I could feel the muscles in my eyelids. When I blinked very slowly, I could feel them connecting to my face under the skin. And in my neck, when I lifted my chin, I could feel the fine muscles all through my neck. It was an amazing sensation.
After nine weeks of dancing lessons, learning Jive, Rock & Roll, Cha Cha and some line dancing – I thought I knew every muscle in my body. I wondered – how come all that exercise hadn’t dealt with every single muscle I owned?
Every Wednesday and Friday night – regardless of the 42° heat – we had stepped, swung and sweated our way through over two hours of lessons in the Baskerville Hall. In the following week we would start Jive again, but this night, this particular night was graduation night from the School of Basic Rock & Roll and I had a new dress just for the occasion.
1950’s clothes are gorgeous and this dress was a killer: black with lime green polka dots; lime green waist ribbon finished in a bow; a full circle skirt to swish and swirl and a real satin and net petticoat built it. It was just lovely and invited you to parade about, turning this way and that and making lots of little hip turning moves.
The previous week, when it became apparent that my dancing phase was likely to last, I invested in a pair of dancing shoes from Glitz & Glamour. With open toes, T-bar straps and a good heel they made me feel like Ginger Rogers because proper dancing shoes mean you can think about what your feet are doing instead of whether your feet will stay in your shoes while Ronnie spins you this way and that, very fast.
Of course, there was a perfectly good reason for all of this. Just before Easter 2007, I was to be in Sabah at the PIS Conference and the theme for the Gala Dinner Night is 1950’s Red & Gold Rock & Roll. Our PIS CEO, Robbie Bennetts looks a bit like Elvis, sings a lot like Elvis and we would have the PIS Band that always plays lots of 50’s and 60’s R&R music. When I registered for this conference a year previously in Hawaii, I had no idea what the theme might be.
I have appeared at PIS conferences dressed as Dame Edna Everage, a Pirate of the Pacific, 1920’s It Girl and as a Chinese Lady (of indiscriminate description) when we had a whole load of people over from Singapore. This time – it was a 1950’s Rock & Roll.
I had a stunning red dress and some 50’s clip on earrings for the Gala Dinner and the dancing afterwards. The killer dress was for the PIS Idol Night – when Karaoke rules after an elegant poolside dinner.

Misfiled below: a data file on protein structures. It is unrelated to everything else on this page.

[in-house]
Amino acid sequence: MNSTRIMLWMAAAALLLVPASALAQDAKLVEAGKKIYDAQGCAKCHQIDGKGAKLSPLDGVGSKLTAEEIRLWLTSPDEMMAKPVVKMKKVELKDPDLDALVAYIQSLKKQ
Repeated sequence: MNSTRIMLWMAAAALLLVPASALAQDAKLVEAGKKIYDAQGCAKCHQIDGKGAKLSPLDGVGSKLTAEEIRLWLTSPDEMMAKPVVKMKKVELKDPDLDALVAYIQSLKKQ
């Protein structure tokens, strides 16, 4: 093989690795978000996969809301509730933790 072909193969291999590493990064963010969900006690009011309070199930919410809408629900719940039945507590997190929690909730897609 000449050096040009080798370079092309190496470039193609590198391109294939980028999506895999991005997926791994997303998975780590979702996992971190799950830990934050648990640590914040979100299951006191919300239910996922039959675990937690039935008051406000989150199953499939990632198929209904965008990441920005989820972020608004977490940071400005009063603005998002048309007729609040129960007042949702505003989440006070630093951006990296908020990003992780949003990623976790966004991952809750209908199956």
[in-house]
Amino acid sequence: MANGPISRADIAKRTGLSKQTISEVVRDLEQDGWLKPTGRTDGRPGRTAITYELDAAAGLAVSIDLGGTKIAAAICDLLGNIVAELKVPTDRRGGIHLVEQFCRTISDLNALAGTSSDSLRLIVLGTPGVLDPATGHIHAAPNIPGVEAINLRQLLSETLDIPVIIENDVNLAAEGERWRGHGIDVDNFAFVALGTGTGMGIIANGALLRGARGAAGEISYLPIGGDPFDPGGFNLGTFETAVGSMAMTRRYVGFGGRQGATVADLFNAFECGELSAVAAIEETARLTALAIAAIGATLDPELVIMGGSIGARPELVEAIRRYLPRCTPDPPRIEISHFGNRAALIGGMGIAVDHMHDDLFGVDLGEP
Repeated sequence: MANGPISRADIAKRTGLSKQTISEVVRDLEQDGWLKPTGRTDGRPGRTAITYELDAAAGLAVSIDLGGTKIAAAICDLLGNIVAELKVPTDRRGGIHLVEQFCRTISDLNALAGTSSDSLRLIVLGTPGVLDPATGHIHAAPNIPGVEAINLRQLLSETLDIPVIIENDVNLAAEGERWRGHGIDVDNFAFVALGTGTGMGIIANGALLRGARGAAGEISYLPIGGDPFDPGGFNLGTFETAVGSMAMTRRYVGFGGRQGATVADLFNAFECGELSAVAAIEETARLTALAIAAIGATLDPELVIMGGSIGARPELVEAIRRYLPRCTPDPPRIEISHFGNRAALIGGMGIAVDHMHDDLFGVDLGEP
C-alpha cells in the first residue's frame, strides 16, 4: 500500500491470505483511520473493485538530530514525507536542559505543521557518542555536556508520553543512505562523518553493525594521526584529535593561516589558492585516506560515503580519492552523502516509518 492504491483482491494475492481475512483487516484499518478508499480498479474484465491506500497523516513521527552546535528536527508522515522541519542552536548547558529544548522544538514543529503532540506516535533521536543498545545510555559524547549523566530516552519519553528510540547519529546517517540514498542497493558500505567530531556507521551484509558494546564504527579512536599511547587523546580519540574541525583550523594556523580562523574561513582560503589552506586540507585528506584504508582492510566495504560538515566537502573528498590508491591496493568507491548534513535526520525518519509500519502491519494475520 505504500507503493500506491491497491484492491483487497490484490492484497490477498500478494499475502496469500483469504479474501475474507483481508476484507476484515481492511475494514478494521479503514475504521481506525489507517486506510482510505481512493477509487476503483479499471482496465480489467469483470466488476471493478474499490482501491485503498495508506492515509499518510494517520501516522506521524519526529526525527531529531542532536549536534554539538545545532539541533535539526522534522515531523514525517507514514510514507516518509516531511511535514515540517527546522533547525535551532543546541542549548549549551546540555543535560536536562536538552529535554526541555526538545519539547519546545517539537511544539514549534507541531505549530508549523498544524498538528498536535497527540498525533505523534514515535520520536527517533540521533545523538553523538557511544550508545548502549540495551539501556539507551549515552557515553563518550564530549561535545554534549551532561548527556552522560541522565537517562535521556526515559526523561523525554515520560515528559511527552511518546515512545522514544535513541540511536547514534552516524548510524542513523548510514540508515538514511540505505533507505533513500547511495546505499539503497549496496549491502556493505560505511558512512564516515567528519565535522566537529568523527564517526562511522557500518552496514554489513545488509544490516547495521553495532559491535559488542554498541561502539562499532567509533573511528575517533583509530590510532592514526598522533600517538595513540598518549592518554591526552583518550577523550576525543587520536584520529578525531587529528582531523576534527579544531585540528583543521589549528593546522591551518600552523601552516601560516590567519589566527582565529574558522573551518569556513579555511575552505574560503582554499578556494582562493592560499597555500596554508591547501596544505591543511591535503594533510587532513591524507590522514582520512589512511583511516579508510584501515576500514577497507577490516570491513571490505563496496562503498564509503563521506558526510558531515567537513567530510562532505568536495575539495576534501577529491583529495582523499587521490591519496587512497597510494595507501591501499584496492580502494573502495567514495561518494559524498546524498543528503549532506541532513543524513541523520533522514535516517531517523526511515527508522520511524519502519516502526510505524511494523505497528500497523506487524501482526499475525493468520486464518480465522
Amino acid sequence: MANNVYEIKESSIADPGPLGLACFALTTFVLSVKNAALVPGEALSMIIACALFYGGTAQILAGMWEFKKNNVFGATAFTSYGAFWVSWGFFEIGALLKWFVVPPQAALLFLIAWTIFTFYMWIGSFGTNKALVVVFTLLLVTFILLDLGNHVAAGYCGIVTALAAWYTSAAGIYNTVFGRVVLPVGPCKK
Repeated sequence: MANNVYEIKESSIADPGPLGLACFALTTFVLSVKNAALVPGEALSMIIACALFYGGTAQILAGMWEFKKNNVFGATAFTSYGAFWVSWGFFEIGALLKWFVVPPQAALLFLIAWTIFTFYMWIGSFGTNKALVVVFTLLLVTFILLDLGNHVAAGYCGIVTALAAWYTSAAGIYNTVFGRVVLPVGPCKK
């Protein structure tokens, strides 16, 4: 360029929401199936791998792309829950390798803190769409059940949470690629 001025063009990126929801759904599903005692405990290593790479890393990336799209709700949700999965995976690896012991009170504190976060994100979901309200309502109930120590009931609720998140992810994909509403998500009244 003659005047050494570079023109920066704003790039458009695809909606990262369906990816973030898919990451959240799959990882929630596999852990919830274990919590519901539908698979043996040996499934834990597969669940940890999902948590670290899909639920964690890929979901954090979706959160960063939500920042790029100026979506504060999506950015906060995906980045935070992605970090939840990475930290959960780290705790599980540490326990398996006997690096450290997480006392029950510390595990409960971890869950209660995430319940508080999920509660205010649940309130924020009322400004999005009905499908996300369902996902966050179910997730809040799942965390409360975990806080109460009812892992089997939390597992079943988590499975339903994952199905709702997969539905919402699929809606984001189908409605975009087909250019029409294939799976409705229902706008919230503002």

When I was about 13, my Mum caught me practicing to jive in my bedroom with my girlfriend. Oh, boy! You would think I had brought the Devil home for dinner! Later, there was no time for dancing while married and mothering three small children and when I was single again in my late twenties, breaking two legs in a car accident brought the fun of dancing in Perth’s better nightclubs to a sudden halt. Apart from me being off work for a year, Robbie always said breaking my legs was the best thing that happened, because I stopped nagging him to dance. He really didn’t care to dance that much.
Now, I am 63 (well, I was in 2007) and I had to be able to R&R and Jive at the Conference. It is great fun, too. I missed the critical lesson when Les was teaching how to do the kicks in Jive. The following Friday night, I first got a kick in the shins when I didn’t move fast enough to meet up with one of the men further down the line (we did progressive dancing so you got to dance with everyone) When it came to kicks, I was still having no success.
When we did meet up, in exasperation Gary says to me “You are just not getting it. You have to spread your legs for me, love.” I burst out laughing, he blushed and I said, “It’s been a long time since anyone said that to me and got away with it.” He was an excellent dancer and soon had my kicks sorted out.
And the eyelids? Well, that had more to do with three weeks of intensive work on the treadmill, bouncy blue ball, Ab-swing and lifting weights – trying to undo a summer of neglect. They were very relaxed a week or two later, when I was lying under a palm tree in the warm tropics, drinking pina coladas and idly dreaming of dancing with Fred Astaire.
The irony of it all was that almost NONE of the men could properly Rock and Roll – but it was fun to dream!
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